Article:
Russia on Saturday pulled its troops out of Lyman, which had a pre-war population of around 20,000, because Kyiv's forces had closed in and threatened to encircle them amid ongoing counter-offensives in the north and east of the country.
Videos posted online at around 11.20am on Sunday - and shared by Mr Zelensky's office - showed Ukrainian soldiers raising the country's national blue and yellow flag at the entrance to the town.
"As of 12.30pm (09.30 GMT), Lyman is fully cleared," Mr Zelensky said in a short video clip on his Telegram channel. There was no immediate comment from the Russian armed forces on the status of Lyman, captured by Kremlin forces in May.
Located about 176km (109 miles) southeast of Kharkiv, Ukraine's second-largest city, Lyman has been described by analysts as key to Moscow's war effort because it is home to a major rail junction which serves the western edge of the Donbas region, parts of which are under full Russian control.
Moscow had been using Lyman, a months-long stronghold in the north of Donetsk, as a logistics and transport hub for the front line.
Military experts said Ukraine's retaking of Lyman could pave the way for its troops to make inroads into the adjacent Luhansk province - one of four regions Russian president Vladimir Putin illegally annexed on Friday, following referendums described as “sham” by the West.
The liberation of Lyman is a major setback for Russia and a humiliating defeat for Mr Putin, who had only hours earlier declared the city part of Russia "forever".
Serhiy Gaidai, governor of the Luhansk region that neighbours Donetsk, said control over Lyman could help Ukraine reclaim lost territory in his region, whose full capture Moscow announced in early July after weeks of grinding advances.
"The liberation of this city in the Donetsk region is one of the key factors for the further de-occupation of the Luhansk region," Gaidai wrote on the Telegram messaging app on Sunday.
His comments were echoed by US defence secretary Lloyd Austin, who said the retaking of Lyman would make the war "more difficult" for Russia.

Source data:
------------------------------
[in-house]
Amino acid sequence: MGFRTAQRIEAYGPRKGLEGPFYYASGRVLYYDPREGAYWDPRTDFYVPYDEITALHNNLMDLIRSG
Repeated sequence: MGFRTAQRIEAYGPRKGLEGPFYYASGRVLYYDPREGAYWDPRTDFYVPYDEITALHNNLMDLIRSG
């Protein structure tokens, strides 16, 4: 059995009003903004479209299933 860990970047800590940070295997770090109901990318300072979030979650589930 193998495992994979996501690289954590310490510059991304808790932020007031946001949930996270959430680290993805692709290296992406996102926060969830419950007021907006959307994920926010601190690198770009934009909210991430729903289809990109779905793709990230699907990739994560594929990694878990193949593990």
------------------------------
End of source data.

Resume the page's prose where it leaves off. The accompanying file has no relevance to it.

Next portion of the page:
Mr Zelesnky on Saturday, meanwhile, promised more quick successes in the Donbas, which covers the Donetsk and Luhansk regions that are largely under Russian control.
"Over the past week, the number of Ukrainian flags in Donbas has increased. There will be even more a week's time," Mr Zelensky said in an evening address.
The areas Mr Putin claimed as annexed - the Donbas regions and the southern regions of Kherson and Zaporizhzhia - form a swath of territory equal to about 18 per cent of Ukraine's total surface land area.
In other developments, Russia's defence ministry said on Sunday its forces had destroyed seven artillery and missile depots in the Ukrainian regions of Kharkiv, Zaporizhzhia, Mykolaiv and Donetsk.
It said the guidance radar for a S-300 air defence missile system had also been destroyed near Nova Kaluha in the Kherson region of southern Ukraine.
It came as Pope Francis implored Mr Putin to "stop this spiral of violence and death" in Ukraine, and denounced the "absurd" risk to humanity of catastrophic nuclear war as tensions escalate.
The pontiff made his strongest plea yet on the seven-month war as he addressed the public in St Peter's Square in Vatican City. It was the first time in public that he cited Mr Putin's leadership.
He also called on Mr Zelensky to "be open" to serious peace proposals. And he exhorted the international community to "use all diplomatic instruments" to end this "huge tragedy" and "horror" of war.
"This terrible, inconceivable wound of humanity, instead of shrinking, continues to bleed even more, threatening to spread," said Francis.